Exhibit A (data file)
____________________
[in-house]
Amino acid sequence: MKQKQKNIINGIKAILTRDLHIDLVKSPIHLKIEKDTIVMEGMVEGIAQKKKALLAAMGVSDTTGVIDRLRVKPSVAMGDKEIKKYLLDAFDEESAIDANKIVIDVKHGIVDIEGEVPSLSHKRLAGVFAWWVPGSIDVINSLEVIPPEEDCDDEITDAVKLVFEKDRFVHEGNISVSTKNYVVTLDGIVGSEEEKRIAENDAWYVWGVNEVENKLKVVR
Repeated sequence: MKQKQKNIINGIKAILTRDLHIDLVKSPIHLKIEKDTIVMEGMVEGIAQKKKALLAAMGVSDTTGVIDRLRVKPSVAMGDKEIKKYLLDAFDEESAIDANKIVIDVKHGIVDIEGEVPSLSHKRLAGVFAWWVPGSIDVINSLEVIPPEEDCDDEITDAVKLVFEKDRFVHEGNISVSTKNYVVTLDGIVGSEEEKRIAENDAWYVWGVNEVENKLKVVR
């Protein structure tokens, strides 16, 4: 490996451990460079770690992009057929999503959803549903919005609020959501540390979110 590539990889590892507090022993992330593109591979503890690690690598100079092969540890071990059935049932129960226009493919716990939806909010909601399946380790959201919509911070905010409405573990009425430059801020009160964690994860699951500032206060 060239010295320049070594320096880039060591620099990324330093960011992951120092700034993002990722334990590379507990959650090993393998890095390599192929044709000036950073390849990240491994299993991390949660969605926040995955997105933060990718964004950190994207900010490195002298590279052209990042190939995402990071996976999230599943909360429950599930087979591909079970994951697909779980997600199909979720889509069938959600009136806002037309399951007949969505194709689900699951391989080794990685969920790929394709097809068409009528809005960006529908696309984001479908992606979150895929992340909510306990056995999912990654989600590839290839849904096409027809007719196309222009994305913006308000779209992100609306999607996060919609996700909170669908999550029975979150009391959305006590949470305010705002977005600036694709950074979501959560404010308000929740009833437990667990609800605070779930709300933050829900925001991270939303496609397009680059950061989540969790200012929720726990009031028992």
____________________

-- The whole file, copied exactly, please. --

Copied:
[in-house]
Amino acid sequence: MKQKQKNIINGIKAILTRDLHIDLVKSPIHLKIEKDTIVMEGMVEGIAQKKKALLAAMGVSDTTGVIDRLRVKPSVAMGDKEIKKYLLDAFDEESAIDANKIVIDVKHGIVDIEGEVPSLSHKRLAGVFAWWVPGSIDVINSLEVIPPEEDCDDEITDAVKLVFEKDRFVHEGNISVSTKNYVVTLDGIVGSEEEKRIAENDAWYVWGVNEVENKLKVVR
Repeated sequence: MKQKQKNIINGIKAILTRDLHIDLVKSPIHLKIEKDTIVMEGMVEGIAQKKKALLAAMGVSDTTGVIDRLRVKPSVAMGDKEIKKYLLDAFDEESAIDANKIVIDVKHGIVDIEGEVPSLSHKRLAGVFAWWVPGSIDVINSLEVIPPEEDCDDEITDAVKLVFEKDRFVHEGNISVSTKNYVVTLDGIVGSEEEKRIAENDAWYVWGVNEVENKLKVVR
């Protein structure tokens, strides 16, 4: 490996451990460079770690992009057929999503959803549903919005609020959501540390979110 590539990889590892507090022993992330593109591979503890690690690598100079092969540890071990059935049932129960226009493919716990939806909010909601399946380790959201919509911070905010409405573990009425430059801020009160964690994860699951500032206060 060239010295320049070594320096880039060591620099990324330093960011992951120092700034993002990722334990590379507990959650090993393998890095390599192929044709000036950073390849990240491994299993991390949660969605926040995955997105933060990718964004950190994207900010490195002298590279052209990042190939995402990071996976999230599943909360429950599930087979591909079970994951697909779980997600199909979720889509069938959600009136806002037309399951007949969505194709689900699951391989080794990685969920790929394709097809068409009528809005960006529908696309984001479908992606979150895929992340909510306990056995999912990654989600590839290839849904096409027809007719196309222009994305913006308000779209992100609306999607996060919609996700909170669908999550029975979150009391959305006590949470305010705002977005600036694709950074979501959560404010308000929740009833437990667990609800605070779930709300933050829900925001991270939303496609397009680059950061989540969790200012929720726990009031028992």